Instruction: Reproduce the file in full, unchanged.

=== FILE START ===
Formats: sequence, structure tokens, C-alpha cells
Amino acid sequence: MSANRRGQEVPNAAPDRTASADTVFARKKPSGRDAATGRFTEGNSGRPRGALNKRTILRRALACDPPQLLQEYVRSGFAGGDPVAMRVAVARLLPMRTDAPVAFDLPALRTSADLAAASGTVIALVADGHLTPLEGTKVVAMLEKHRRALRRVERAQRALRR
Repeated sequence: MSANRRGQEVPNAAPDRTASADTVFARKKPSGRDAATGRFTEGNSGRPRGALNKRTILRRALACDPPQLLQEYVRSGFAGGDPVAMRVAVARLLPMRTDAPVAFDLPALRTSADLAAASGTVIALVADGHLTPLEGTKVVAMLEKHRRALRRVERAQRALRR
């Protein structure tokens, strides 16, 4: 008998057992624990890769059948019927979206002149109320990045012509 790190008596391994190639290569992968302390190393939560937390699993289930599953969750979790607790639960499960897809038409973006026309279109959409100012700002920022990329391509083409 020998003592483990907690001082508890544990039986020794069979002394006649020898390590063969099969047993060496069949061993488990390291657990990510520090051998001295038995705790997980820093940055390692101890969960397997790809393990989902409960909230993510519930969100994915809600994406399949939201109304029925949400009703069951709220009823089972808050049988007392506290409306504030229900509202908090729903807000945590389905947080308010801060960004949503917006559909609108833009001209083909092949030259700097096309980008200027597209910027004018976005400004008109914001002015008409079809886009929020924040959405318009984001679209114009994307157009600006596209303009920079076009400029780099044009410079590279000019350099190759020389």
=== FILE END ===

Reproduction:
Formats: sequence, structure tokens, C-alpha cells
Amino acid sequence: MSANRRGQEVPNAAPDRTASADTVFARKKPSGRDAATGRFTEGNSGRPRGALNKRTILRRALACDPPQLLQEYVRSGFAGGDPVAMRVAVARLLPMRTDAPVAFDLPALRTSADLAAASGTVIALVADGHLTPLEGTKVVAMLEKHRRALRRVERAQRALRR
Repeated sequence: MSANRRGQEVPNAAPDRTASADTVFARKKPSGRDAATGRFTEGNSGRPRGALNKRTILRRALACDPPQLLQEYVRSGFAGGDPVAMRVAVARLLPMRTDAPVAFDLPALRTSADLAAASGTVIALVADGHLTPLEGTKVVAMLEKHRRALRRVERAQRALRR
């Protein structure tokens, strides 16, 4: 008998057992624990890769059948019927979206002149109320990045012509 790190008596391994190639290569992968302390190393939560937390699993289930599953969750979790607790639960499960897809038409973006026309279109959409100012700002920022990329391509083409 020998003592483990907690001082508890544990039986020794069979002394006649020898390590063969099969047993060496069949061993488990390291657990990510520090051998001295038995705790997980820093940055390692101890969960397997790809393990989902409960909230993510519930969100994915809600994406399949939201109304029925949400009703069951709220009823089972808050049988007392506290409306504030229900509202908090729903807000945590389905947080308010801060960004949503917006559909609108833009001209083909092949030259700097096309980008200027597209910027004018976005400004008109914001002015008409079809886009929020924040959405318009984001679209114009994307157009600006596209303009920079076009400029780099044009410079590279000019350099190759020389």